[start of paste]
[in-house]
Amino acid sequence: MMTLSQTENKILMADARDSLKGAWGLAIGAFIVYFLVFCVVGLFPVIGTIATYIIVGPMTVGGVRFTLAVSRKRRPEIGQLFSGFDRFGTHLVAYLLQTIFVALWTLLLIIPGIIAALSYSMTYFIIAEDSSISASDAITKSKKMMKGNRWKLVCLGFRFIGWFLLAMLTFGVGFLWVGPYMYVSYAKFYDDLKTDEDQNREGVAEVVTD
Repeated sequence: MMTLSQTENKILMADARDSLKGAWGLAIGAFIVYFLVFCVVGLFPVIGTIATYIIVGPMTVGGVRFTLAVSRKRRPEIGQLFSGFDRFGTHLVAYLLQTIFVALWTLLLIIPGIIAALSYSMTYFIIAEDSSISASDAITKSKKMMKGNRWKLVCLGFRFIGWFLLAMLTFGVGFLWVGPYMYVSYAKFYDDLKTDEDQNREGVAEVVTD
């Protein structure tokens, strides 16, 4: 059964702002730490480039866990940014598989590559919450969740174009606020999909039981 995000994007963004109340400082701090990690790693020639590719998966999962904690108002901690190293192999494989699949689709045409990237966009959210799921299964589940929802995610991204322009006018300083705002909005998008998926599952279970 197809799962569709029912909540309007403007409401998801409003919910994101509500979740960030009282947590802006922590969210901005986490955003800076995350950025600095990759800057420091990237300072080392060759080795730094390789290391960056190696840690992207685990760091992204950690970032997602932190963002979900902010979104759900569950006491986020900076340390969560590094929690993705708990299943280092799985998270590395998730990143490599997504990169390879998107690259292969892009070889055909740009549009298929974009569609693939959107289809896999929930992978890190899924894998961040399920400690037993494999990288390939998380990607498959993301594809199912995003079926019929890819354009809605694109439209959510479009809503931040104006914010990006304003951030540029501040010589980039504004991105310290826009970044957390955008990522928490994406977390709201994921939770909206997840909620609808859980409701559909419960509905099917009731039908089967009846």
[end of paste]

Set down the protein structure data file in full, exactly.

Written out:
[in-house]
Amino acid sequence: MMTLSQTENKILMADARDSLKGAWGLAIGAFIVYFLVFCVVGLFPVIGTIATYIIVGPMTVGGVRFTLAVSRKRRPEIGQLFSGFDRFGTHLVAYLLQTIFVALWTLLLIIPGIIAALSYSMTYFIIAEDSSISASDAITKSKKMMKGNRWKLVCLGFRFIGWFLLAMLTFGVGFLWVGPYMYVSYAKFYDDLKTDEDQNREGVAEVVTD
Repeated sequence: MMTLSQTENKILMADARDSLKGAWGLAIGAFIVYFLVFCVVGLFPVIGTIATYIIVGPMTVGGVRFTLAVSRKRRPEIGQLFSGFDRFGTHLVAYLLQTIFVALWTLLLIIPGIIAALSYSMTYFIIAEDSSISASDAITKSKKMMKGNRWKLVCLGFRFIGWFLLAMLTFGVGFLWVGPYMYVSYAKFYDDLKTDEDQNREGVAEVVTD
């Protein structure tokens, strides 16, 4: 059964702002730490480039866990940014598989590559919450969740174009606020999909039981 995000994007963004109340400082701090990690790693020639590719998966999962904690108002901690190293192999494989699949689709045409990237966009959210799921299964589940929802995610991204322009006018300083705002909005998008998926599952279970 197809799962569709029912909540309007403007409401998801409003919910994101509500979740960030009282947590802006922590969210901005986490955003800076995350950025600095990759800057420091990237300072080392060759080795730094390789290391960056190696840690992207685990760091992204950690970032997602932190963002979900902010979104759900569950006491986020900076340390969560590094929690993705708990299943280092799985998270590395998730990143490599997504990169390879998107690259292969892009070889055909740009549009298929974009569609693939959107289809896999929930992978890190899924894998961040399920400690037993494999990288390939998380990607498959993301594809199912995003079926019929890819354009809605694109439209959510479009809503931040104006914010990006304003951030540029501040010589980039504004991105310290826009970044957390955008990522928490994406977390709201994921939770909206997840909620609808859980409701559909419960509905099917009731039908089967009846």